“Once Upon a Time” ’s two-part, season four finale had me clinging to the edge of my seat. Just as we were ready for the happy ending that inevitably had to follow Henry Mills’s (Jared S. Gilmore, “Mad Men”) decision to break the author’s pen in half, Emma Swan (Jennifer Morrison, “House M.D.”) tethered herself to the darkness, saving Regina Mills (Lana Parrilla, “24”) from being caught in its wrath. After facing a season-long struggle to understand her place on the good-versus-bad spectrum, Emma, in one split second of primetime television, became the untried name on the notorious Dark One’s dagger.

The series that had seemingly tried so hard to explore the depth between goodness and evil has fallen prey to pushing characters to find their place at either end of the dichotomy. In the season five premiere, Captain Killian “Hook” Jones (Colin O’Donoghue, “The Rite”) attempts to summon Emma through the Dark One’s dagger, only to realize that she’s trapped in another world. Later, it becomes clear that Emma is yet again trapped in the Enchanted Forest with an amorphous Dark One trainer, of sorts, who has taken on the form of Rumplestiltskin (Robert Carlyle, “28 Weeks Later”). As she struggles to resist magic — which, apparently, is what allows the darkness to consume her — back in Storybrooke, Regina tricks her wicked half-sister Zelena (yes, once again) into opening a portal to the Enchanted Forest that can only be harnessed by someone bred of more evil. On finding Emma, the crew takes off to Camelot to find the elusive Merlin, who is said to be the only one which powers to destroy the powers of the Dark One entirely.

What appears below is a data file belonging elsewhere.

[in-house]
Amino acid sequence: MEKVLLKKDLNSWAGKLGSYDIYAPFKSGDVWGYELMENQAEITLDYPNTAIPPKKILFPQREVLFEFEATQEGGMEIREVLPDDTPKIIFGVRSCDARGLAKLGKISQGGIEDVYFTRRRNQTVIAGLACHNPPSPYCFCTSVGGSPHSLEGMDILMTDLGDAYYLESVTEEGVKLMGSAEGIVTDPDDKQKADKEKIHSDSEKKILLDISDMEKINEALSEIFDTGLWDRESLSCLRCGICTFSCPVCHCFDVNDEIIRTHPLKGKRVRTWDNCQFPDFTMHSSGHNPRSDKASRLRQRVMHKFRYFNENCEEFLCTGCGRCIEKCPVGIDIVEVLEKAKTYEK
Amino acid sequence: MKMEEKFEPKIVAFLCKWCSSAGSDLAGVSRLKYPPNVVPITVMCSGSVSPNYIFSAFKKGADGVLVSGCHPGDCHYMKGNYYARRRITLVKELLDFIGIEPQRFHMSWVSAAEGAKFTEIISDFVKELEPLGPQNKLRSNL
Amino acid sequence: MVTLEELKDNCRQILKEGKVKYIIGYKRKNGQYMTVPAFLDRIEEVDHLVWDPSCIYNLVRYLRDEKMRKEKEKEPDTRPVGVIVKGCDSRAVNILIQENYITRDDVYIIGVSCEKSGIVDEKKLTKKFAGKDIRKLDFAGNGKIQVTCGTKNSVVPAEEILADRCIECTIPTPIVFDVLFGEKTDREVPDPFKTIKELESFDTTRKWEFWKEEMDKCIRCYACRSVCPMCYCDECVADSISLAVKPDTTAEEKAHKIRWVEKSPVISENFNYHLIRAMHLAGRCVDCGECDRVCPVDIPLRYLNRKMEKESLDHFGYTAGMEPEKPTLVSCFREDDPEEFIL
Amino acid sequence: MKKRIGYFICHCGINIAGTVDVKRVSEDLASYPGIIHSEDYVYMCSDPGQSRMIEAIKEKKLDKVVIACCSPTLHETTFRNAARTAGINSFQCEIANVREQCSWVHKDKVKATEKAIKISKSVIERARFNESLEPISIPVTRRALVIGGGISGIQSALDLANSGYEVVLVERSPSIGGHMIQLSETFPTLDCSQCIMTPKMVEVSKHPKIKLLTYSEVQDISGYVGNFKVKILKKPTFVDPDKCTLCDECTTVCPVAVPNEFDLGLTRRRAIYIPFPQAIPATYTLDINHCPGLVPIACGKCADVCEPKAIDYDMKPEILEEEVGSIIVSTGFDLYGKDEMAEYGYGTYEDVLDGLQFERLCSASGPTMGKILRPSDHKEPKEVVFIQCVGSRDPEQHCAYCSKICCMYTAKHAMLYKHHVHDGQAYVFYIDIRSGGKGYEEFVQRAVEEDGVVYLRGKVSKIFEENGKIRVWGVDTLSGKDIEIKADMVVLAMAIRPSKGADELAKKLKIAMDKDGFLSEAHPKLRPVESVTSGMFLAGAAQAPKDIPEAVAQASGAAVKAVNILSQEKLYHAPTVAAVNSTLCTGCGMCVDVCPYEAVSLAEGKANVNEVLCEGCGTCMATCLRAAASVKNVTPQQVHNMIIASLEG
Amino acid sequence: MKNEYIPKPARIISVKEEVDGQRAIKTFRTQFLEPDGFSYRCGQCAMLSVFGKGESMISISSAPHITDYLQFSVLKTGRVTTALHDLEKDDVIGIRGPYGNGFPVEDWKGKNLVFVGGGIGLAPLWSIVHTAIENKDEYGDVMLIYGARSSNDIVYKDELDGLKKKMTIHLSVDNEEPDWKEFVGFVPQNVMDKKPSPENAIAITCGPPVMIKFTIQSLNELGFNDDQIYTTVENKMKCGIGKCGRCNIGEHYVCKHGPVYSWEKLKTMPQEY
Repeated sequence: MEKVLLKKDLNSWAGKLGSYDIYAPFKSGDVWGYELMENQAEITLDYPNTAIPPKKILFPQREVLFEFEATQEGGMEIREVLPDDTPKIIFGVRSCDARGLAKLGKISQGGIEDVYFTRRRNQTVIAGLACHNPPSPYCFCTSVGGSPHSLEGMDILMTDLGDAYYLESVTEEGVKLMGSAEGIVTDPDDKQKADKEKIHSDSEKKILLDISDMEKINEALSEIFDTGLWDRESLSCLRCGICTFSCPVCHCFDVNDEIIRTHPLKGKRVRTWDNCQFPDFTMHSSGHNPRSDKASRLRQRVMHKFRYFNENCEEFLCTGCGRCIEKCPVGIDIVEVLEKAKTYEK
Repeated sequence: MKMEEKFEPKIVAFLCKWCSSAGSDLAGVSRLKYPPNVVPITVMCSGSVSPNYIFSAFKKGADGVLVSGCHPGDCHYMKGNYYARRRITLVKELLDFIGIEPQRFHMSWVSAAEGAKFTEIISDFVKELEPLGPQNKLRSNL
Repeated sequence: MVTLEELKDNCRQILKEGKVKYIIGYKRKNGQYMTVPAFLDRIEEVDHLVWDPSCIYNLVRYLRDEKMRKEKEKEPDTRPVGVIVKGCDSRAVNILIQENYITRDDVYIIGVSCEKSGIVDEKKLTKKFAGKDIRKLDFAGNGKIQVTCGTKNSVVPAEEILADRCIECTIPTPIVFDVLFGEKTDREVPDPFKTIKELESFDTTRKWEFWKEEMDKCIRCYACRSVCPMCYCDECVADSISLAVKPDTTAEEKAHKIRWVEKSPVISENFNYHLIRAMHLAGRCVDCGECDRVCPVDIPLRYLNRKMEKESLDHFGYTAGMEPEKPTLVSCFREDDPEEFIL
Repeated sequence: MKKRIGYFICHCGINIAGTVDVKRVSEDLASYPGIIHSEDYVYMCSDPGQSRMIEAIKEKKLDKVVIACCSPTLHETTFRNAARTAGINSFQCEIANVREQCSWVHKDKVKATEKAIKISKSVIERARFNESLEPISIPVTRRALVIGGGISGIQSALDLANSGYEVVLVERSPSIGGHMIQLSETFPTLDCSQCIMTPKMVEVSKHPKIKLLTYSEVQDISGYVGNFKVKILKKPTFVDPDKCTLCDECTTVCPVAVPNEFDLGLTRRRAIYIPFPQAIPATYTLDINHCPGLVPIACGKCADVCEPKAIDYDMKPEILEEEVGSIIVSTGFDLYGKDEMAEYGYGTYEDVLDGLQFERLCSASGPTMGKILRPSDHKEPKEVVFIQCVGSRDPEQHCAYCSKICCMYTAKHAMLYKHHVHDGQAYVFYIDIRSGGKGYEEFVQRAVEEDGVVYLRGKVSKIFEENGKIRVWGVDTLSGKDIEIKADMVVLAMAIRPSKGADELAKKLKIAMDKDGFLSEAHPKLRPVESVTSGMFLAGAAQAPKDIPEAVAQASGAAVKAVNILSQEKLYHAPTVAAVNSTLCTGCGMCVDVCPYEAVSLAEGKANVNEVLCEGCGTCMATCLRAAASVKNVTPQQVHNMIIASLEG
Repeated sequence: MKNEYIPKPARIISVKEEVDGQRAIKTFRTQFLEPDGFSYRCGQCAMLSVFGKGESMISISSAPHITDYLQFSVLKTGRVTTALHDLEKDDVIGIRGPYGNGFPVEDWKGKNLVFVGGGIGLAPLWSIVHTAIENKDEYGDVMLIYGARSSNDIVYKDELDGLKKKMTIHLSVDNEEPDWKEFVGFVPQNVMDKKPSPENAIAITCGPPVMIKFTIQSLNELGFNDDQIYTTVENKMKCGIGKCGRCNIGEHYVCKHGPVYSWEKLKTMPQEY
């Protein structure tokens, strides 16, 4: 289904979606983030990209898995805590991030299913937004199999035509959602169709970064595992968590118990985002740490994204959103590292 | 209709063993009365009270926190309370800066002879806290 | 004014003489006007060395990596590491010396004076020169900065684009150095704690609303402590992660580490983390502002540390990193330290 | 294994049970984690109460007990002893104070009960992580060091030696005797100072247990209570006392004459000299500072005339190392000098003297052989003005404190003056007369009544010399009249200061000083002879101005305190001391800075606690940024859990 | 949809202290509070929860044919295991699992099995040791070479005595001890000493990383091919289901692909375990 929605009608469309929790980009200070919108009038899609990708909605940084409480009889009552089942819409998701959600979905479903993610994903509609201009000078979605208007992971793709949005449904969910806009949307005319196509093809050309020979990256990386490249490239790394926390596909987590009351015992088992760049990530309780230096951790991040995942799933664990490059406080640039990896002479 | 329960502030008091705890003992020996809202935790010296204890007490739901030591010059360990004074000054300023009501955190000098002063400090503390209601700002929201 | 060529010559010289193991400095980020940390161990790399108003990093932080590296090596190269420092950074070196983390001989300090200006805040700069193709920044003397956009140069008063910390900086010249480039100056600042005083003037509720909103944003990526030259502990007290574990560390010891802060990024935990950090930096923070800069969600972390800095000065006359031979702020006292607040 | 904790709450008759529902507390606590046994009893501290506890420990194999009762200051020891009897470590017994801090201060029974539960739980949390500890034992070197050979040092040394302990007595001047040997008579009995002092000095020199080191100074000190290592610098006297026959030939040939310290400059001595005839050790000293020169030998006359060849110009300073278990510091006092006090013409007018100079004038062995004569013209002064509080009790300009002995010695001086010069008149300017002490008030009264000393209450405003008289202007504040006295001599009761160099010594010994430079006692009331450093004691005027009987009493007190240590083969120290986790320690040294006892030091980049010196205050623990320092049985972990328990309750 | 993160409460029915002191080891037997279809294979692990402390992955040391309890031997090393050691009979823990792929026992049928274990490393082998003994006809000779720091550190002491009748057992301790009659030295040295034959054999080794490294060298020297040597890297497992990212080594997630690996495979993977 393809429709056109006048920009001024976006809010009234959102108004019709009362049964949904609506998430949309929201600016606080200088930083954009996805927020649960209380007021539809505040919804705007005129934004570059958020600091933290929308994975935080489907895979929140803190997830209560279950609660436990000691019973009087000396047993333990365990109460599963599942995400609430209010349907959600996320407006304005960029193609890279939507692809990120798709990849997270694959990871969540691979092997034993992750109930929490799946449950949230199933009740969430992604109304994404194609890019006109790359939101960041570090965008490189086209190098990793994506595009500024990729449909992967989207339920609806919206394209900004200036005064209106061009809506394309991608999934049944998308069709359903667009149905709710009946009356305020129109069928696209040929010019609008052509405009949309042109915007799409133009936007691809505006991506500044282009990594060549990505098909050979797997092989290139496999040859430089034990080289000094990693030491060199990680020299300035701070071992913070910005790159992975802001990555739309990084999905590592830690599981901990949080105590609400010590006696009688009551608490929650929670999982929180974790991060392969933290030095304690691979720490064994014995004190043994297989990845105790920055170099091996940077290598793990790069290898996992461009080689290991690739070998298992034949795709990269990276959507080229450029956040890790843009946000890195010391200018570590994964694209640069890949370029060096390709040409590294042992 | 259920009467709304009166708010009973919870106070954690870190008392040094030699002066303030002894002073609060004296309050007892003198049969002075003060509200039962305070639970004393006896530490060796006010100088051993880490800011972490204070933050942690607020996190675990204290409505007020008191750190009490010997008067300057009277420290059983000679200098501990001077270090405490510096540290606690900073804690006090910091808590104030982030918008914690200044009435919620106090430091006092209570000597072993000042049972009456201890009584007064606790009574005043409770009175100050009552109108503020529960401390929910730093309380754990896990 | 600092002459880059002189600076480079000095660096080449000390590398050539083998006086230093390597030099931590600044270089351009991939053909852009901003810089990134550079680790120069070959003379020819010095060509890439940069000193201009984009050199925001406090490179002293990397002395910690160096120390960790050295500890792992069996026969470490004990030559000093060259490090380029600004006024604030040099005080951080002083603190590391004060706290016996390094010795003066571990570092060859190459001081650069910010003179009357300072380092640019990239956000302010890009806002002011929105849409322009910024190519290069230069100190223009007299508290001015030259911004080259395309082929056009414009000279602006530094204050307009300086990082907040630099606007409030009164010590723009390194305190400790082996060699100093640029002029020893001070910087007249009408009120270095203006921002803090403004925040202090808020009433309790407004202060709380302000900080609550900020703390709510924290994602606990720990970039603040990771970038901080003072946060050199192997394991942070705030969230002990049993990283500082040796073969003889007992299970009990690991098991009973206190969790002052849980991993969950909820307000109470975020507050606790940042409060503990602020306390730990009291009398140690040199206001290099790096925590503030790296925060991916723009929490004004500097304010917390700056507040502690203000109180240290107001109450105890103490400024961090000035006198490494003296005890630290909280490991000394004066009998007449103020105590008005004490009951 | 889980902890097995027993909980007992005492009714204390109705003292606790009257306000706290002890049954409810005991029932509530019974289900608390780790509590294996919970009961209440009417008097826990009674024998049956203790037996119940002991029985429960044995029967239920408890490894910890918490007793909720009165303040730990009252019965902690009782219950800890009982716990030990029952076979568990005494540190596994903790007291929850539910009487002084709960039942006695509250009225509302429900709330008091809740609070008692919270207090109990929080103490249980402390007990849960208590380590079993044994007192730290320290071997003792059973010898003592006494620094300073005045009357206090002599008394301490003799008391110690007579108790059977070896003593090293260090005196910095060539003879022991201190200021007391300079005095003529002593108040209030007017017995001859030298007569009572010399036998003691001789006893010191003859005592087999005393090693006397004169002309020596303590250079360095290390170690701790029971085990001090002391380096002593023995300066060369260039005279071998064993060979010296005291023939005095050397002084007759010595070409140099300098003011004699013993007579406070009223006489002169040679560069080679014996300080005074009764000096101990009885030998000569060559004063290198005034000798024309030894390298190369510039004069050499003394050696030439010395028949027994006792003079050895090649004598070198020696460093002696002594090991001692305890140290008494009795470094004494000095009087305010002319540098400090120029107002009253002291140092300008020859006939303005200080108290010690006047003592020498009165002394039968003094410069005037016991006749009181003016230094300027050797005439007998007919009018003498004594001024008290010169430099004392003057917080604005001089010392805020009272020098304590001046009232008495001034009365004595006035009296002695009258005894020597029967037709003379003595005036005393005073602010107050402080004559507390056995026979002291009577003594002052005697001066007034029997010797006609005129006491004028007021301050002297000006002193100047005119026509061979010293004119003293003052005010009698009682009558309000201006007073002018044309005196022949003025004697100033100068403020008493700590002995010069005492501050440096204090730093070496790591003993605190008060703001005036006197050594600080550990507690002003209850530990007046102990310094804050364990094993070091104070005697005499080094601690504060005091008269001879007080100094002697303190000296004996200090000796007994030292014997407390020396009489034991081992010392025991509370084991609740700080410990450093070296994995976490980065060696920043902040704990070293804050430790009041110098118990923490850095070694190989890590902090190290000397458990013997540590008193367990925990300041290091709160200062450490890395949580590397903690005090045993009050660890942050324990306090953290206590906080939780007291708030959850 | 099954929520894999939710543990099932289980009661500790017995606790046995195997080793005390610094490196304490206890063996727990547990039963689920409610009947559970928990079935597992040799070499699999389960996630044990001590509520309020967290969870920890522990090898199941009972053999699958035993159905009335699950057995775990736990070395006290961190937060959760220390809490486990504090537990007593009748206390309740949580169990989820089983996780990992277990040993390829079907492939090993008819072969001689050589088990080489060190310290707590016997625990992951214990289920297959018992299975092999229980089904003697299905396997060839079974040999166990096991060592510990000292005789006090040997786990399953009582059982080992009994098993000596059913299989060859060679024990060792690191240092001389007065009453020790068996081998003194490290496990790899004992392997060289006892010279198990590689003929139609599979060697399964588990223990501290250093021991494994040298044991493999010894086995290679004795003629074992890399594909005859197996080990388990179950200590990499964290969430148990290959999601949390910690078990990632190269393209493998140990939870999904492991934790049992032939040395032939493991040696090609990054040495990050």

Six weeks later, back in Storybrooke, the cast is transported back to the Enchanted Forest with no memories after entering Camelot to find Merlin. Emma, by this time, is seen to have embraced the darkness, and swears to take revenge against everyone in Storybrooke that betrayed her.  

It’s the classic case of been-there-done-that. We have only seen memories being wiped from Storybrooke characters twice before now, and Regina’s dark humor, though often the most entertaining part of the show (”You know you can still deliver a baby without a tongue!”), makes the ease in which she admits to being the town’s savior to the Camelot empire slightly less believable. To keep the show afloat, ”Once Upon a Time” ’s writers will have to prove that they are capable of taking a set of seasoned characters and pitting them against new challenges.

Morrison’s acting, as expected, is consistently phenomenal, as her transparent struggles have kept a show buried in fantasy still rooted to segments of reality. Her depiction of a villain in the last few minutes of the premiere comes out, in some ways, more naturally than Parrilla’s version of the Evil Queen of the Enchanted Forest. The writers’ decision to foreshadow the future, rather than building plot through flashbacks, is refreshing. There is only so much of the Enchanted Forest we can see before thinking, “If I wanted to see this, I would dig out my childhood VHS tapes.” If anything, a Camelot-centered storyline seems to have far more intrigue than last year’s take on Anna and Elsa from “Frozen.”

I’m optimistic. Executive producer Adam Horowitz promised, earlier this month at a Comic-Con panel, a flashback to Hook’s childhood and upbringing is in the works, along with a two-hour, mid-season finale that will delve deeper into the relationship between Mulan, from Disney’s “Mulan,” and Ruby, from “Red Riding Hood.” “Once Upon a Time” ’s power, despite its shop-worn dialogues and often-childish plotlines, lies in its approachable acting and believable relationships. By bringing the supporting characters more into the forefront of the show — while still driving the development of its core cast — “Once Upon a Time” might just manage to keep alive a plot that has managed to keep characters which are nearly a century old in our literature fresh.

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